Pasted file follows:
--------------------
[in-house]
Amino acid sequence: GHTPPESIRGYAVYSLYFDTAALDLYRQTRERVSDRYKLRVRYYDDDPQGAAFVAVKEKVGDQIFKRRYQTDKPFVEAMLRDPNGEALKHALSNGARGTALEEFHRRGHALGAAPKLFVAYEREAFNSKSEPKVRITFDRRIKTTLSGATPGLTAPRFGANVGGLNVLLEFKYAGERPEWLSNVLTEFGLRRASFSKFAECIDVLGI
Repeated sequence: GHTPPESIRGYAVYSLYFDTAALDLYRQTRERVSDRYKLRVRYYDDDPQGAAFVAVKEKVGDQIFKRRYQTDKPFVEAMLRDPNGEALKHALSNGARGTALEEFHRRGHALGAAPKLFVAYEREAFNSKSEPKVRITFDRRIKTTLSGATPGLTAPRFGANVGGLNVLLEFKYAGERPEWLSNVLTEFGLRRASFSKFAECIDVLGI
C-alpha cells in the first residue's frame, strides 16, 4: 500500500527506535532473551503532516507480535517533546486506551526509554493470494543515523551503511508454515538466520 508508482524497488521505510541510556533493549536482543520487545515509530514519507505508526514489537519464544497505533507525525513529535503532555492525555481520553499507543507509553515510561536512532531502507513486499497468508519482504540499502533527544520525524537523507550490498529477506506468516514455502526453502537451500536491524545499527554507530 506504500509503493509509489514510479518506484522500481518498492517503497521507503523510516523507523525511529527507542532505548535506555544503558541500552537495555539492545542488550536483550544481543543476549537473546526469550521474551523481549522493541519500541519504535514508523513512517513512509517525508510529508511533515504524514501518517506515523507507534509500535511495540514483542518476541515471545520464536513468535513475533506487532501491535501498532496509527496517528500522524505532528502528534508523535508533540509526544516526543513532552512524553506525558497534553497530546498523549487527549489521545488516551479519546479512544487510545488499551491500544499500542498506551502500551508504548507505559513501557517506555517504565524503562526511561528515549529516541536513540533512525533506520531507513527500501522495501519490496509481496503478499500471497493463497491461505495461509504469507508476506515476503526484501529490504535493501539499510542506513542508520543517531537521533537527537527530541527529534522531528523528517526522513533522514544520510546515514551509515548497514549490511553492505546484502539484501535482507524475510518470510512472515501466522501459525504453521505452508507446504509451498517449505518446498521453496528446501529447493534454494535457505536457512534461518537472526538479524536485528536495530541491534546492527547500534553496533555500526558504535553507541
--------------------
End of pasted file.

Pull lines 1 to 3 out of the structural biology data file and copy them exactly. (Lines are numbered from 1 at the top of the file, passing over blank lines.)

[in-house]
Amino acid sequence: GHTPPESIRGYAVYSLYFDTAALDLYRQTRERVSDRYKLRVRYYDDDPQGAAFVAVKEKVGDQIFKRRYQTDKPFVEAMLRDPNGEALKHALSNGARGTALEEFHRRGHALGAAPKLFVAYEREAFNSKSEPKVRITFDRRIKTTLSGATPGLTAPRFGANVGGLNVLLEFKYAGERPEWLSNVLTEFGLRRASFSKFAECIDVLGI
Repeated sequence: GHTPPESIRGYAVYSLYFDTAALDLYRQTRERVSDRYKLRVRYYDDDPQGAAFVAVKEKVGDQIFKRRYQTDKPFVEAMLRDPNGEALKHALSNGARGTALEEFHRRGHALGAAPKLFVAYEREAFNSKSEPKVRITFDRRIKTTLSGATPGLTAPRFGANVGGLNVLLEFKYAGERPEWLSNVLTEFGLRRASFSKFAECIDVLGI